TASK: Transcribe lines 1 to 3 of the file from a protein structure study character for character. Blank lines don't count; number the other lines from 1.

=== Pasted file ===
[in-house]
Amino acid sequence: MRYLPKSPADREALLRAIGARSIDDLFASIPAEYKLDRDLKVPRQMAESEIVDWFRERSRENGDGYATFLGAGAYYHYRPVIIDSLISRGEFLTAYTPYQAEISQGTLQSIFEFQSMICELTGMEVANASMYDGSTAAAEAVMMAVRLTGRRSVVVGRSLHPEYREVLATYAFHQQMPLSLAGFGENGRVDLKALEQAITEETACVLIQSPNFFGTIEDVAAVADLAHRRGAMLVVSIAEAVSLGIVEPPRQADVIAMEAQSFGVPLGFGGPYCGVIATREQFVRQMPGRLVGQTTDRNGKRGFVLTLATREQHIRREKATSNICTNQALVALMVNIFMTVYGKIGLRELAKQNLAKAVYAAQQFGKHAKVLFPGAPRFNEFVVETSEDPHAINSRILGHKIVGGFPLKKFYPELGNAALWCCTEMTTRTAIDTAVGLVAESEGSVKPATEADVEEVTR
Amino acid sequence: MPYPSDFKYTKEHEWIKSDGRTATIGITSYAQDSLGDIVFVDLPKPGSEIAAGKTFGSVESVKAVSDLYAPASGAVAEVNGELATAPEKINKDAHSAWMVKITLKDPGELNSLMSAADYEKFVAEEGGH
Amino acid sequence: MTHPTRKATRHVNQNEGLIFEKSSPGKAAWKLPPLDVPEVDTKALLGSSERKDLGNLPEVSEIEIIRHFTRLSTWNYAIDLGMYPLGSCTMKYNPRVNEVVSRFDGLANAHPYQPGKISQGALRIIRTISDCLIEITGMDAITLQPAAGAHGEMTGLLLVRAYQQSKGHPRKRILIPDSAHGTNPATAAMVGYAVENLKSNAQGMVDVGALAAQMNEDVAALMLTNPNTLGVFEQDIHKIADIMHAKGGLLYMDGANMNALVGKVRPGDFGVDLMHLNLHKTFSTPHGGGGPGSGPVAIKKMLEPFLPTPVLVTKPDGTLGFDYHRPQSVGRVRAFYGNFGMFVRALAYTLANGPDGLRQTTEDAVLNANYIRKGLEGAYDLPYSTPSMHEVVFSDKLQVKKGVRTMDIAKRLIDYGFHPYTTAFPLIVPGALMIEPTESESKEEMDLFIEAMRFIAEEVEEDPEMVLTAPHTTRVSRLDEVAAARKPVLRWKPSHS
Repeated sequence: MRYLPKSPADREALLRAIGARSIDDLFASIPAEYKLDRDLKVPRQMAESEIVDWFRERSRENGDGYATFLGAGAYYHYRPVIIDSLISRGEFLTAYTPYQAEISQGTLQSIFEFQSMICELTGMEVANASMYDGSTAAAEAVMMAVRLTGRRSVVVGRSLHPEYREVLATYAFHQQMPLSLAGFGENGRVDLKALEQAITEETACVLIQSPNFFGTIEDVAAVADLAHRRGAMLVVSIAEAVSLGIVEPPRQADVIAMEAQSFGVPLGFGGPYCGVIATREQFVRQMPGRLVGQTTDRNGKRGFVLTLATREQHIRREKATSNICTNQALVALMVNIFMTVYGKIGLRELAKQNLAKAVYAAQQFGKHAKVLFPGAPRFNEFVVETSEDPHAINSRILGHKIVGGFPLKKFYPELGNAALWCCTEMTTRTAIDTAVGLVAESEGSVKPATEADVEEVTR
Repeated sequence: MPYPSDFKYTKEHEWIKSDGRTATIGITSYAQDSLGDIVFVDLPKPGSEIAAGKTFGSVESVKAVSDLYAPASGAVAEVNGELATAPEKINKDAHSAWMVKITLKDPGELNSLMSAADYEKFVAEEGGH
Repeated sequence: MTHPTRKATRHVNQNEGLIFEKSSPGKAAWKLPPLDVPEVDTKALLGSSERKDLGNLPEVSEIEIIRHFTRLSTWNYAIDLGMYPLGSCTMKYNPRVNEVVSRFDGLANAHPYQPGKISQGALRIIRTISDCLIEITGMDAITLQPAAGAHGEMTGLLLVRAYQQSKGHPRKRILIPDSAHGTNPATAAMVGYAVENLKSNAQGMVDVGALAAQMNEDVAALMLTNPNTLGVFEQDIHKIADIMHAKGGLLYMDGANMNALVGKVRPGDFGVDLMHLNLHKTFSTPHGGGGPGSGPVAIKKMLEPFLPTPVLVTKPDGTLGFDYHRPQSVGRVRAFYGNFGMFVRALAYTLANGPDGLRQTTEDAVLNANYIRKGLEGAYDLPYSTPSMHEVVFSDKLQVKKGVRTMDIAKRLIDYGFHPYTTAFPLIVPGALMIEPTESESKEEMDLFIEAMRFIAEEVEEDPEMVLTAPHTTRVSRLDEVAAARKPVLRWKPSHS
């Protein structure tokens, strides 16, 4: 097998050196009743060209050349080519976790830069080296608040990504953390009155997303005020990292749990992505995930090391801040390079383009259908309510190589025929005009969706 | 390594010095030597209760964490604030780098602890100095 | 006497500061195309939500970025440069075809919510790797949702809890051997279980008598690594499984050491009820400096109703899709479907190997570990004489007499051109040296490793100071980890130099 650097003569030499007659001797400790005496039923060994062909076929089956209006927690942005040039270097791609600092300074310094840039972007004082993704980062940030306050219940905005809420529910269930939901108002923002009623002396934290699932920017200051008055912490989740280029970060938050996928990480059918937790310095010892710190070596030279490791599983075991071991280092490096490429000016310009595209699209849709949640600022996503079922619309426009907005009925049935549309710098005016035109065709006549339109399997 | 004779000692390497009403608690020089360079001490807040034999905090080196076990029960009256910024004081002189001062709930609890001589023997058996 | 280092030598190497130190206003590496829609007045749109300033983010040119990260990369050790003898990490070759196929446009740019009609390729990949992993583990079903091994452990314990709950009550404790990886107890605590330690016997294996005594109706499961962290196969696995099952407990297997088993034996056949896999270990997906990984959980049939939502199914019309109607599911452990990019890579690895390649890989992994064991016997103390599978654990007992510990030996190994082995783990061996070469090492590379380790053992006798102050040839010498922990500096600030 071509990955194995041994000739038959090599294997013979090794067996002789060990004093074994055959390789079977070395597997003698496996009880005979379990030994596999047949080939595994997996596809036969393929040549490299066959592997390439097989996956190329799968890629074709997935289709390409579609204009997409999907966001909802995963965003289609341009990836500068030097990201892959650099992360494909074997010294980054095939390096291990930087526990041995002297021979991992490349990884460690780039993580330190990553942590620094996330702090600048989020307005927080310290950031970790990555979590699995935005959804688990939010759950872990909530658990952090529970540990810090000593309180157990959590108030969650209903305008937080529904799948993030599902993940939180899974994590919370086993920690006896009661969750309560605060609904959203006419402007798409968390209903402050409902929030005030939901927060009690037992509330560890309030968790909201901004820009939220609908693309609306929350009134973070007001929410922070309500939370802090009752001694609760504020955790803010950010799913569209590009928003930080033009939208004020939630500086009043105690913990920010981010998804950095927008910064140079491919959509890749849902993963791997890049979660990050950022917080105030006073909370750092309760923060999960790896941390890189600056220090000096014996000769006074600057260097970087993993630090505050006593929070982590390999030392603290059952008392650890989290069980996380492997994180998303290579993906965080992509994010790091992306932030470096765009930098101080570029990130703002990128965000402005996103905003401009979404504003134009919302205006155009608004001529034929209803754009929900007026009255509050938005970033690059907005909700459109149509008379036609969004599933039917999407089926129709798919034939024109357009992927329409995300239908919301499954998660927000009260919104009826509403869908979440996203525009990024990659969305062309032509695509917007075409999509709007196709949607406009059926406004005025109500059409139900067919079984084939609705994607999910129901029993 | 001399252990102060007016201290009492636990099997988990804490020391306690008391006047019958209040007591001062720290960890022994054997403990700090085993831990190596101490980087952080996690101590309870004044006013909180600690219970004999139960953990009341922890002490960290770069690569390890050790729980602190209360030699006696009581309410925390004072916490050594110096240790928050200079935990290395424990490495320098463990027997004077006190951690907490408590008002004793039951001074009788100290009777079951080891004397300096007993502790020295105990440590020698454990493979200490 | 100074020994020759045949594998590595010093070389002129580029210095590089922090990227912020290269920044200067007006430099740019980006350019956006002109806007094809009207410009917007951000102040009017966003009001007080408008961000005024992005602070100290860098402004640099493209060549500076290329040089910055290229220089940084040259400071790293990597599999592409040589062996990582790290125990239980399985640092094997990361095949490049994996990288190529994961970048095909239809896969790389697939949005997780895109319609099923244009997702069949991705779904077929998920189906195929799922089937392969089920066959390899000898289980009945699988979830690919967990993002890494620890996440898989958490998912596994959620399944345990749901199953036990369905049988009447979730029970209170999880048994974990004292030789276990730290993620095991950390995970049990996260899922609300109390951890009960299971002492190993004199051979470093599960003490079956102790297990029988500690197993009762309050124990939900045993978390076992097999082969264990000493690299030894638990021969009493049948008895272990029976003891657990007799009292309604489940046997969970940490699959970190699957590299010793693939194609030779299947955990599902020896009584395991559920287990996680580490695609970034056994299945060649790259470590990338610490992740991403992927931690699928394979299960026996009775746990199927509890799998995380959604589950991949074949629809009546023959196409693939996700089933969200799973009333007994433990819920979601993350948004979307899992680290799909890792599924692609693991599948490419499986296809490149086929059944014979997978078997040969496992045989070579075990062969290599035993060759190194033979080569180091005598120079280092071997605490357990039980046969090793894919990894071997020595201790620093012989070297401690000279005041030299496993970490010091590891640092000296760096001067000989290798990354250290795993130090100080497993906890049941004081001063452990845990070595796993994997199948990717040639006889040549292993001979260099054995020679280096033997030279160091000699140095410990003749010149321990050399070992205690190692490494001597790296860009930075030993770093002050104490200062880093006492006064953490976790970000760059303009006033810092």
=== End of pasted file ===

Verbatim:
[in-house]
Amino acid sequence: MRYLPKSPADREALLRAIGARSIDDLFASIPAEYKLDRDLKVPRQMAESEIVDWFRERSRENGDGYATFLGAGAYYHYRPVIIDSLISRGEFLTAYTPYQAEISQGTLQSIFEFQSMICELTGMEVANASMYDGSTAAAEAVMMAVRLTGRRSVVVGRSLHPEYREVLATYAFHQQMPLSLAGFGENGRVDLKALEQAITEETACVLIQSPNFFGTIEDVAAVADLAHRRGAMLVVSIAEAVSLGIVEPPRQADVIAMEAQSFGVPLGFGGPYCGVIATREQFVRQMPGRLVGQTTDRNGKRGFVLTLATREQHIRREKATSNICTNQALVALMVNIFMTVYGKIGLRELAKQNLAKAVYAAQQFGKHAKVLFPGAPRFNEFVVETSEDPHAINSRILGHKIVGGFPLKKFYPELGNAALWCCTEMTTRTAIDTAVGLVAESEGSVKPATEADVEEVTR
Amino acid sequence: MPYPSDFKYTKEHEWIKSDGRTATIGITSYAQDSLGDIVFVDLPKPGSEIAAGKTFGSVESVKAVSDLYAPASGAVAEVNGELATAPEKINKDAHSAWMVKITLKDPGELNSLMSAADYEKFVAEEGGH